The Southern Charm

Long time, no blog! We’ve had a busy few weeks in Southern Europe, so I decided to compile the last three countries into one big post! Here’s what we did in Austria, Germany, and Switzerland.


After nearly 30 hours of jumping from train to train and waiting all night in freezing stations, we finally had made it to the mountainous town of Hallstatt, Austria. Known by the world for its stunning and picturesque views, Hallstatt stands along the banks of a large lake, otherwise known as the Hallstatter Sea. The town is encompassed by tall, snowy mountain peaks, with natural waterfalls trickling down to add to the lake. There is even a spot on the road where the fresh water runs out of a faucet for you to fill up your bottles with. It’s ice cold, but still so refreshing. We stayed in a small guesthouse on the south side of town, with a track going up to a salt mine at the top of one of the mountains right behind our window.

The small town vibe made it feel much more homely compared to the larger cities we’ve visited. We also noticed just how quiet Hallstatt was. The streets have many visitors along them, but the local homes sit unbothered, while small, family-owned businesses make up the majority of the buildings in the area. The more hidden, tranquil spots are some of my favorite, and have definitely become a common theme throughout our travels.

One thing we’ve noticed about Europe is that the smaller cities tend to shut everything down earlier than what we’d expect. On our first night in Hallstatt, we decided to go out for dinner at around 6:15 pm. To our surprise, nearly every restaurant was already closed. The town was almost entirely dark, except for small window lights illuminating our path and a few lights in the center. We walked across the entire city and back, and all we could find was a food truck and a small Italian restaurant. We even stepped into a bar that advertised food which also happened to allow smoking inside. We opted for some pasta from the Italian restaurant and called it a night.

It was so nice to just sit and bask in the ambience of the beautiful winter scene in Austria. We found a lone bench along the lake’s edge as we watched birds float peacefully across the water and ducks wrestle recklessly with each other. Brooke and I have had a busy few weeks, and I wouldn’t trade it for anything, but sometimes it’s nice to just sit and enjoy the views. Being surrounded by brightly painted homes, antique churches, and of course, the humbling view of the mountains is very surreal. It makes you realize how small you really are within this massive world we live in. And it makes you thankful for each day that you get to live vicariously through your own passions and goals.


Brooke and I decided to split up for a week to see different areas of Southern Europe. I began the week in Munich, Germany. Munich is what many people picture Germany to be like, but in reality, it’s very different. Munich is part of Bavaria, the more traditional area of Germany. The classic outfits of lederhosen and dirndls are displayed in shop windows for people to browse or purchase their own. Accordion players provide some music on your morning walks along the shopping district, while breweries and markets encompass entire squares. After visiting both Berlin and Munich, I can see the contrasts between the two areas. Berlin is more vivid and modern, while Munich is still attached to the chronicled design.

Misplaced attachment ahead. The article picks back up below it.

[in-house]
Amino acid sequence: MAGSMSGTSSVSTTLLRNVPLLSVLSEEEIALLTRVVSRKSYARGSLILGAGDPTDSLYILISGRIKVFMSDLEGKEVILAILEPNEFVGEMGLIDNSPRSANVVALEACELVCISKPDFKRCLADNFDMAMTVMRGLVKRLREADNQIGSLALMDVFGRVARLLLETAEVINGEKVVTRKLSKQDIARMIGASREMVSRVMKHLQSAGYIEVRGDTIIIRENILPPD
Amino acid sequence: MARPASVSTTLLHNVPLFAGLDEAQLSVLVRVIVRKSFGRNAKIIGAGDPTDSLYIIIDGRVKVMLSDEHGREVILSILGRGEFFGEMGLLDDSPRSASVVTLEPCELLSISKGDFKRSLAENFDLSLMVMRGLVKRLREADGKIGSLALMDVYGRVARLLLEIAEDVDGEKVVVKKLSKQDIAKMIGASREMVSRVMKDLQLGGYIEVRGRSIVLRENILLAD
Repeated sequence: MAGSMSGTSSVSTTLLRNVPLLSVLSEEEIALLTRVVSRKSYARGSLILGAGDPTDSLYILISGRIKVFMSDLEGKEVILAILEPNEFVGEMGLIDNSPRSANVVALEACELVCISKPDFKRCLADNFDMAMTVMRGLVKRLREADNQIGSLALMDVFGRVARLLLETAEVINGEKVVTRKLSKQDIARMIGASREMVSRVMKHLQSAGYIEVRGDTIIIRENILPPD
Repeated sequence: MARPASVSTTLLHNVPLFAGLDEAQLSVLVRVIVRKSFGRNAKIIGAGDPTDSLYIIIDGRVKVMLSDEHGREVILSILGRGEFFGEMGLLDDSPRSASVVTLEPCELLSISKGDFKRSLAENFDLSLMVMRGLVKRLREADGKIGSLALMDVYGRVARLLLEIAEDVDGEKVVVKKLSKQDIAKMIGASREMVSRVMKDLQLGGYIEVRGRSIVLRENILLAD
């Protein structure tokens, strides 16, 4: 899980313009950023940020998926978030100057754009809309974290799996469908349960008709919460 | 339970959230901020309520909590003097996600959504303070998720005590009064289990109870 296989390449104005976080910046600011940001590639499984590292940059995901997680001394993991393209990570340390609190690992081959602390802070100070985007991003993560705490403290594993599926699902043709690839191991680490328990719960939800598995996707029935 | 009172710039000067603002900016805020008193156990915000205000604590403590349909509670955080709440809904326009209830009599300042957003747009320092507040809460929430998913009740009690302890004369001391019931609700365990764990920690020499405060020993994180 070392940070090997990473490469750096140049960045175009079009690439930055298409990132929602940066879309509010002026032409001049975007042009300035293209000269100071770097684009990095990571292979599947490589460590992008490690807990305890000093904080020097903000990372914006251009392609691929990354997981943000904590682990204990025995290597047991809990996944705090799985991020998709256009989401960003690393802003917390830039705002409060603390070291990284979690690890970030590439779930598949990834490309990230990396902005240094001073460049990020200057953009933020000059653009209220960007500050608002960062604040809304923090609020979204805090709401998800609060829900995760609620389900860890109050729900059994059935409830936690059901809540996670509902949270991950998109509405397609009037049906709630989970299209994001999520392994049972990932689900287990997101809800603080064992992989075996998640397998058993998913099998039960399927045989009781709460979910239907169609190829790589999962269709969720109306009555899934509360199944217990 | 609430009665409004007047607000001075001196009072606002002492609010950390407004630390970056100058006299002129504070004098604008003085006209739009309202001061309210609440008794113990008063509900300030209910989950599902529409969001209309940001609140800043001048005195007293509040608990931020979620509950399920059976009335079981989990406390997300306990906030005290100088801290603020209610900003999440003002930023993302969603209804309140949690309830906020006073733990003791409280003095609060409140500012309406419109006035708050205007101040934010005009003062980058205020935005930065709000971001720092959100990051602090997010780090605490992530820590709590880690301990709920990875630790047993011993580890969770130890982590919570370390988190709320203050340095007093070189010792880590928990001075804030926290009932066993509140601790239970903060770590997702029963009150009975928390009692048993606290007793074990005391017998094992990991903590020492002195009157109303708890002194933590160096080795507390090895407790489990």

I took a walking tour of Munich, when the weather almost felt colder than Iceland. It was chilly enough to where I couldn’t feel my hands or my feet, despite the many layers I was wearing. The weather didn’t stop me from being intrigued by the history and depth of the city, though. Munich is a very wealthy city, with a lot of the money being passed down through generations of families. The buildings definitely show this — Munich’s city hall was based nearly identical to Brussels’ city center, but they decided to make it even grander by adding a clocktower that now holds the famous Glockenspiel. Much of Munich was destroyed during the bombings of World War II, but many of the older structures and churches were rebuilt to show the antiquity of the area.

Home of the authentic Oktoberfest celebration each year, Munich boasts large beer halls and breweries open throughout the entire year. We were shown one of the most popular spots in town, where over 30,000 visitors come in on a single day during Oktoberfest. The hall provides a genuine Bavarian vibe, complete with waitresses wearing dirndls and a traditional folk band playing music to accompany the beer consumption. Beer in Munich is even taxed as food instead of alcohol, because in the wise words of my tour guide, “it’s not a luxury, it’s a necessity.”

The tour was filled with so many memorable locations. I stood in the courtyard of what was once a royal palace. I also saw the location of the first Nazi party meeting. I looked up to a church window that still had a cannonball sealed onto it from the war. I felt as though I was walking through miles of the history lessons I had learned about in school. Everything definitely seems more real when you experience it in person.

The next day I decided to get up early and take a train to the northern city of Braunschweig. When I came to Germany three years ago for a student exchange program, I spent three weeks in Braunschweig and the surrounding area. The train ride each way was about 5 hours, but it was so worth it to me to take a walk down memory lane. I strolled through the same streets that made me fall in love with traveling in the first place. Everything looked practically the same; I could remember all the areas we spent our days in and all the times laughing with my exchange group.